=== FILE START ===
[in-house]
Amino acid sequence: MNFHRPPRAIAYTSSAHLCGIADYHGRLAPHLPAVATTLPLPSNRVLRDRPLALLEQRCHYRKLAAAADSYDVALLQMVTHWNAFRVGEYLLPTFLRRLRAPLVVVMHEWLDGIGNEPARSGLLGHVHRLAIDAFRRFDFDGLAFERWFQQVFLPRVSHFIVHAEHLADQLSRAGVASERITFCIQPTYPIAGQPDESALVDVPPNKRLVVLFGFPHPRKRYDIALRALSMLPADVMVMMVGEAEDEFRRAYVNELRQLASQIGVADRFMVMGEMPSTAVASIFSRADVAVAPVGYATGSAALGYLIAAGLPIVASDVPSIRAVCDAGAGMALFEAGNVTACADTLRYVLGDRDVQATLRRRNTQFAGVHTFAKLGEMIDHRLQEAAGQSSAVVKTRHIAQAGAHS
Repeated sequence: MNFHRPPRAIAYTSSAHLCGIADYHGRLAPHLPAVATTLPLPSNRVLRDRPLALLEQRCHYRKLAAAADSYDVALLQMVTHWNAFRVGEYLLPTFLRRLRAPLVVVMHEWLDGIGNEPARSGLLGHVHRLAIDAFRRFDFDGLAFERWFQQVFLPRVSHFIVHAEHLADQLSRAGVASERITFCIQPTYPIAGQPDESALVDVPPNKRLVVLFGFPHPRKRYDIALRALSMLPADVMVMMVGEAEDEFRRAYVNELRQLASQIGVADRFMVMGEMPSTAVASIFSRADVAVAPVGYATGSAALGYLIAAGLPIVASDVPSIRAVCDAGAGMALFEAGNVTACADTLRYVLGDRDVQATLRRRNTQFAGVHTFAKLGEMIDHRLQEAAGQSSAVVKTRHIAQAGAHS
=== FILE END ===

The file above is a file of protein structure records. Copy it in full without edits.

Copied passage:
[in-house]
Amino acid sequence: MNFHRPPRAIAYTSSAHLCGIADYHGRLAPHLPAVATTLPLPSNRVLRDRPLALLEQRCHYRKLAAAADSYDVALLQMVTHWNAFRVGEYLLPTFLRRLRAPLVVVMHEWLDGIGNEPARSGLLGHVHRLAIDAFRRFDFDGLAFERWFQQVFLPRVSHFIVHAEHLADQLSRAGVASERITFCIQPTYPIAGQPDESALVDVPPNKRLVVLFGFPHPRKRYDIALRALSMLPADVMVMMVGEAEDEFRRAYVNELRQLASQIGVADRFMVMGEMPSTAVASIFSRADVAVAPVGYATGSAALGYLIAAGLPIVASDVPSIRAVCDAGAGMALFEAGNVTACADTLRYVLGDRDVQATLRRRNTQFAGVHTFAKLGEMIDHRLQEAAGQSSAVVKTRHIAQAGAHS
Repeated sequence: MNFHRPPRAIAYTSSAHLCGIADYHGRLAPHLPAVATTLPLPSNRVLRDRPLALLEQRCHYRKLAAAADSYDVALLQMVTHWNAFRVGEYLLPTFLRRLRAPLVVVMHEWLDGIGNEPARSGLLGHVHRLAIDAFRRFDFDGLAFERWFQQVFLPRVSHFIVHAEHLADQLSRAGVASERITFCIQPTYPIAGQPDESALVDVPPNKRLVVLFGFPHPRKRYDIALRALSMLPADVMVMMVGEAEDEFRRAYVNELRQLASQIGVADRFMVMGEMPSTAVASIFSRADVAVAPVGYATGSAALGYLIAAGLPIVASDVPSIRAVCDAGAGMALFEAGNVTACADTLRYVLGDRDVQATLRRRNTQFAGVHTFAKLGEMIDHRLQEAAGQSSAVVKTRHIAQAGAHS